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SIG Session [clear filter]
Wednesday, August 5
 

13:30 CEST

A Relational View of Systems Process Theory
Speakers
JK

John Kineman

SIG Chair: Relational Science, International Society for the System Sciences
Senior Research Scientist, CIRES, University of Colorado Stellenbosch Research Fellow (2016), Stellenbosch South AfricaAdjunct Professor, Vignan University, Vadlamudi, IndiaPresident (2015-2016), International Society for the Systems Sciences ISSS SIG Chair: Relational ScienceDr... Read More →


Wednesday August 5, 2015 13:30 - 14:00 CEST
Copenhagen 1 Scandic Berlin Potsdamer Platz, Gabriele-Tergit-Promenade 19, 10963 Berlin, Germany

14:00 CEST

Implications of a Theory of Emergent Nested Systems

Nested systems and phenomena of emergence are usually treated as separate concepts. I present a first attempt to combine them into a theory of emergent nested systems. Conceptualizing complex systems as emergent nested systems implies that there is real novelty, i.e., novelty that cannot be predicted. This has major implications, e.g., on forecasting and planning in complex systems. Some novelty may be wanted, other novelty may be undesired. How shall we deal with unpredictable novelty?

A further implication of a theory of emergent nested systems  is that nested systems change faster than nesting systems.  Discerning complex systems by their relative frequencies of their activities allows two developments. First, boundaries around ontologically real systems can be objectively drawn. Furthermore, one can see how the relative frequencies of systems relate to their position in the nested systems whole. This, in turn, allows to deduce new ways to effectively influence complex systems in three principle ways. First, one may work within the slowly-changing given rules of a nesting system, second, one may try to break up such rules by fast and alternative activities, or, third, one may try to change the rules of the nesting system directly. Conceptualizing complex systems as emergent and nested is thus relevant for discerning, understanding, and influencing complex systems. Novel approaches, in particular relevant to the applied sciences, informing activities of development in complex systems, such as urban systems, arise from this theory of emergent nested systems. For example, the theory of emergent nested systems helps to better understand the notion of innovation as well as strategies of bottom-up and top-down activities.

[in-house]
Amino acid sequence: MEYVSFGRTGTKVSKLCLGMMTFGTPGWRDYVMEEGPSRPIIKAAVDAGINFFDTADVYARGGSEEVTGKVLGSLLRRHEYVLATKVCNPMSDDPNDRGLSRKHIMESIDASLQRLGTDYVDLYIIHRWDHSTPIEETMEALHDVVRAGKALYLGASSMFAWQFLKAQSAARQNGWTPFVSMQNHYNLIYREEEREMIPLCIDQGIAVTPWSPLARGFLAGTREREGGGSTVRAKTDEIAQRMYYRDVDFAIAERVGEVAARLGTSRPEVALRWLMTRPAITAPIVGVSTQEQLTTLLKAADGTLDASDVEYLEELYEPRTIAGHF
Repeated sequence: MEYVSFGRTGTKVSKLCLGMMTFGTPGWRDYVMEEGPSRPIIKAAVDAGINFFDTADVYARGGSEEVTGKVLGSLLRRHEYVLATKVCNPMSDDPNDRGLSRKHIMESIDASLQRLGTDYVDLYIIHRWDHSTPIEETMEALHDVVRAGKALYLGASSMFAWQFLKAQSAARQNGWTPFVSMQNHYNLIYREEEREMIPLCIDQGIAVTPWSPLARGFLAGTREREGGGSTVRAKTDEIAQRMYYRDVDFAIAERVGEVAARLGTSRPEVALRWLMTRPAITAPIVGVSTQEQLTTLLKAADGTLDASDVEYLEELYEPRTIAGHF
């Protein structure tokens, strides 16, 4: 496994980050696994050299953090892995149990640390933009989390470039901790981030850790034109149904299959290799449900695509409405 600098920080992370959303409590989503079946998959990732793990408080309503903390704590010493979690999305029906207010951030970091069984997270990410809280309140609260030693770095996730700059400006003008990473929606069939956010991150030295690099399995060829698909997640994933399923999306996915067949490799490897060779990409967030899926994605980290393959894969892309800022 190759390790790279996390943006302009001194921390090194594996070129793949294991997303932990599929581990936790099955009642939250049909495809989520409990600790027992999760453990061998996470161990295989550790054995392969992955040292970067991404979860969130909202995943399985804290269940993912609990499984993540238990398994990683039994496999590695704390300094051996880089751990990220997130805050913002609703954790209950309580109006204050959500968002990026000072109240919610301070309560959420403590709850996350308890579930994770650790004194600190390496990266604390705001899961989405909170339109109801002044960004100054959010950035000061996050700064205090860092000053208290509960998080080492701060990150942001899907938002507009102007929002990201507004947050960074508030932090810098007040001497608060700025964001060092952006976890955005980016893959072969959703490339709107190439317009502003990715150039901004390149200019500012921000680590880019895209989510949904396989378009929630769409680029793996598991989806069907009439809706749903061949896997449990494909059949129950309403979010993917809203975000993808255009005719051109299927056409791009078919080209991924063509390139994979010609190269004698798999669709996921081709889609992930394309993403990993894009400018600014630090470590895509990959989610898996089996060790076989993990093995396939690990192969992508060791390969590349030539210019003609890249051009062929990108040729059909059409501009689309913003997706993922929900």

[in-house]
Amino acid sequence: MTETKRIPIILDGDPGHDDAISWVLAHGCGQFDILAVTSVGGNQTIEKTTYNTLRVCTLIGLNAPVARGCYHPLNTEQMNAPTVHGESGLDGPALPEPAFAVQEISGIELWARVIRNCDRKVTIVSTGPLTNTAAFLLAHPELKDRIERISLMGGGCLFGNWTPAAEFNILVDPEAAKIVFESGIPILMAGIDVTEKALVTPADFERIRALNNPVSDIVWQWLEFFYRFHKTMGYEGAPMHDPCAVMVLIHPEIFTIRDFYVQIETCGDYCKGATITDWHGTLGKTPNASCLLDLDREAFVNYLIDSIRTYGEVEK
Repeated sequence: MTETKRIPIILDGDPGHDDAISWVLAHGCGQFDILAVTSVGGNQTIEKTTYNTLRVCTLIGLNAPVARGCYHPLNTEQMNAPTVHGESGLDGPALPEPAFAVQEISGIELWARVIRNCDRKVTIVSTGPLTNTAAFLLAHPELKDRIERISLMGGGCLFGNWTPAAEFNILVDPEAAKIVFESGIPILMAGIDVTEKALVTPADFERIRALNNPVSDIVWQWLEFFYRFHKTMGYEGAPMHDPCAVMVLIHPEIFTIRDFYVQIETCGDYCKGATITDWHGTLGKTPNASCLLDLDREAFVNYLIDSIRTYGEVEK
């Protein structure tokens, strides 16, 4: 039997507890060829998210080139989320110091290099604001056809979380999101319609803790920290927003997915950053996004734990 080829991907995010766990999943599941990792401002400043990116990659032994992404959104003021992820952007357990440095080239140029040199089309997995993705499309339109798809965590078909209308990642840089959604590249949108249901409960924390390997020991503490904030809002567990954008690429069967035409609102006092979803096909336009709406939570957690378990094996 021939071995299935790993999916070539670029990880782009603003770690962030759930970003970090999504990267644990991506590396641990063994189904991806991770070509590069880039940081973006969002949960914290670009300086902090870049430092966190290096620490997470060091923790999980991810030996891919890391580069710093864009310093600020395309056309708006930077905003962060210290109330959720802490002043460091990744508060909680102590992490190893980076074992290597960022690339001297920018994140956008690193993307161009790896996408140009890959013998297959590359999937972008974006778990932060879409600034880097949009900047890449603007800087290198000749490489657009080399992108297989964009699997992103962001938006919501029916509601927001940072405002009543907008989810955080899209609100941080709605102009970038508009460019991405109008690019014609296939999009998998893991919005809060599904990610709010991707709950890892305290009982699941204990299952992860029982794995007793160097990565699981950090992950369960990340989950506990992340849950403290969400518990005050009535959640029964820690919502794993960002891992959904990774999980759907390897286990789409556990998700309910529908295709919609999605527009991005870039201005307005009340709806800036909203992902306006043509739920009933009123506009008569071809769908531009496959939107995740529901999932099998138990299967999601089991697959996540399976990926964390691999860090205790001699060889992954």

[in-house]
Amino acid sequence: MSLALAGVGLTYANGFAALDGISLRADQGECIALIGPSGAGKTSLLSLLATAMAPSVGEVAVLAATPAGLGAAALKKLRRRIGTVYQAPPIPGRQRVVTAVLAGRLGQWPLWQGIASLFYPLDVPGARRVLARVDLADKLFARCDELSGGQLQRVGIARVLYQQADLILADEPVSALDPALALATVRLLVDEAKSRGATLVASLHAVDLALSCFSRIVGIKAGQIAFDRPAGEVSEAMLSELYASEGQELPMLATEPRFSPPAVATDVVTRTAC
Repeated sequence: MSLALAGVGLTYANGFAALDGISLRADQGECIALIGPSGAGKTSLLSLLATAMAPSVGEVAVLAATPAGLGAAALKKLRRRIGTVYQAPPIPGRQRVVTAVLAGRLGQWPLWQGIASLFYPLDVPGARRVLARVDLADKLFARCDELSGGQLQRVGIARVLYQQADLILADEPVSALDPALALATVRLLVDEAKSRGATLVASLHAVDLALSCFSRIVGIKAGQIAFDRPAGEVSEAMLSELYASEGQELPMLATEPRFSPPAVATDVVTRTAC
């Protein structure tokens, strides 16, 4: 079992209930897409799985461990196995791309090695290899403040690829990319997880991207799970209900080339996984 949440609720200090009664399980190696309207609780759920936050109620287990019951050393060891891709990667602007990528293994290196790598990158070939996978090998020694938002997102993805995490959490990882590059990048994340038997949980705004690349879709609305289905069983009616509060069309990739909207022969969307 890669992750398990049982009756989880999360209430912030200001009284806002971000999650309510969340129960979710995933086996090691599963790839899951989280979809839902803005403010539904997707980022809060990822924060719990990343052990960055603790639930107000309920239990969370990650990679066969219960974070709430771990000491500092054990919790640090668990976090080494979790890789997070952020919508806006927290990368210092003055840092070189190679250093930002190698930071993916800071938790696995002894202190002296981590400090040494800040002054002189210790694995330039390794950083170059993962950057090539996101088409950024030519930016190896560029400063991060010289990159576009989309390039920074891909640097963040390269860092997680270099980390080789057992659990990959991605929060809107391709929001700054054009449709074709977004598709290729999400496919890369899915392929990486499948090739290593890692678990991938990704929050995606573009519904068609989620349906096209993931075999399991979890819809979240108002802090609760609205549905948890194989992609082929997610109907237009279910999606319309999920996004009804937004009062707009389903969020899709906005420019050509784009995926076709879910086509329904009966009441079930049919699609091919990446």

Presenter / Artist
CW

Christian Walloth

University of Duisburg-Essen
PhD Student


Wednesday August 5, 2015 14:00 - 14:30 CEST
Copenhagen 1 Scandic Berlin Potsdamer Platz, Gabriele-Tergit-Promenade 19, 10963 Berlin, Germany

14:30 CEST

Complex Systems Biology and Hegel's Philosophy

In this study I will argue that Hegel’s philosophy has similarity to the self-organization theories of Prigogine and Kauffman and complex systems biology of Kaneko, and is therefore an idea in advance of its times.

In The Philosophy of Nature, Hegel’s interest is in how nature evolves through the mechanism of self-organization. He was writing before Darwin proposed the theory of evolution, and his dialectic is aimed at analyzing and describing development in the logical sense. The important feature of this work is their analysis of the fundamental structures by which order is generated.

Hegel struggled to produce the concept of life from that of matter. He proposed that matter should develop into organism, but only in a logical sense. Nature itself is a system of producing spontaneous order through the random motion of the contingent.

Then Hegel tackles living things. He would like to say that the basis of life is the non-equilibrium self-referential structure. In more modern terminology, we could interpret this as meaning that the first organism emerged from interaction between high polymers. Living creatures exhibit flexibility and plasticity through fluctuations in these elements. Complex systems biology uses a dynamical systems approach to explain how living things acquire diversity, stability and spontaneity.

First, simple single-celled organisms arose through interactions between proteins and nucleic acids. These are the archae-bacteria in modern terminology. Next, the development of eukaryote cells from the prokaryotes is explained by symbiogenesis or endosymbiotic theory.

Then, multicellular organisms appeared. These were networks of cells or systems of selves. They reproduce sexually and necessarily die. The process of individualization is complete. This is just a return to universality. The dynamism between universality and individuality is self-referential. Universality (the first simple prokaryote) becomes individuality (the complex animal), and it then returns to universality (human beings with spirit). Here, it is important to observe that spirit emerges from nature. Nature has the purpose of producing organism from matter and then spirit from organism. It is teleology without theology depending only on contingent and complex systems biology.

Keywords: Hegel, natural philosophy, complex systems biology, the theory of evolution


Presenter / Artist
MK

Mr. Kazuyuki Takahashi

professor, Meiji University
ISSS Regular


Wednesday August 5, 2015 14:30 - 15:00 CEST
Copenhagen 1 Scandic Berlin Potsdamer Platz, Gabriele-Tergit-Promenade 19, 10963 Berlin, Germany